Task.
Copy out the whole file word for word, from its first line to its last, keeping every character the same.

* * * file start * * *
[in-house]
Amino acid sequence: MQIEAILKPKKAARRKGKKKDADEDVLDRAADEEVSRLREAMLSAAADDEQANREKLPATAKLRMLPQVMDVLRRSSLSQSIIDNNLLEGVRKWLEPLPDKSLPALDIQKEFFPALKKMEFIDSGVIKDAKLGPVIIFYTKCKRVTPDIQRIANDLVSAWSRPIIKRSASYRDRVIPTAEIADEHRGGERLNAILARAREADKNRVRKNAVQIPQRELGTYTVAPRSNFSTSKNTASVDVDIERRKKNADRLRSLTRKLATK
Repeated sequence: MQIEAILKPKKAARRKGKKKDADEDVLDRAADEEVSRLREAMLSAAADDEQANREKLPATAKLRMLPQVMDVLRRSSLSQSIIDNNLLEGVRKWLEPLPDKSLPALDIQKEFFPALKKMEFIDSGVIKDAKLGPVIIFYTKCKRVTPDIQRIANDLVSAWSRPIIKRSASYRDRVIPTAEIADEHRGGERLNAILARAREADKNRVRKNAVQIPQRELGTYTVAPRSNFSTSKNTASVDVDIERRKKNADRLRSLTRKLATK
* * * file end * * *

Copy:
[in-house]
Amino acid sequence: MQIEAILKPKKAARRKGKKKDADEDVLDRAADEEVSRLREAMLSAAADDEQANREKLPATAKLRMLPQVMDVLRRSSLSQSIIDNNLLEGVRKWLEPLPDKSLPALDIQKEFFPALKKMEFIDSGVIKDAKLGPVIIFYTKCKRVTPDIQRIANDLVSAWSRPIIKRSASYRDRVIPTAEIADEHRGGERLNAILARAREADKNRVRKNAVQIPQRELGTYTVAPRSNFSTSKNTASVDVDIERRKKNADRLRSLTRKLATK
Repeated sequence: MQIEAILKPKKAARRKGKKKDADEDVLDRAADEEVSRLREAMLSAAADDEQANREKLPATAKLRMLPQVMDVLRRSSLSQSIIDNNLLEGVRKWLEPLPDKSLPALDIQKEFFPALKKMEFIDSGVIKDAKLGPVIIFYTKCKRVTPDIQRIANDLVSAWSRPIIKRSASYRDRVIPTAEIADEHRGGERLNAILARAREADKNRVRKNAVQIPQRELGTYTVAPRSNFSTSKNTASVDVDIERRKKNADRLRSLTRKLATK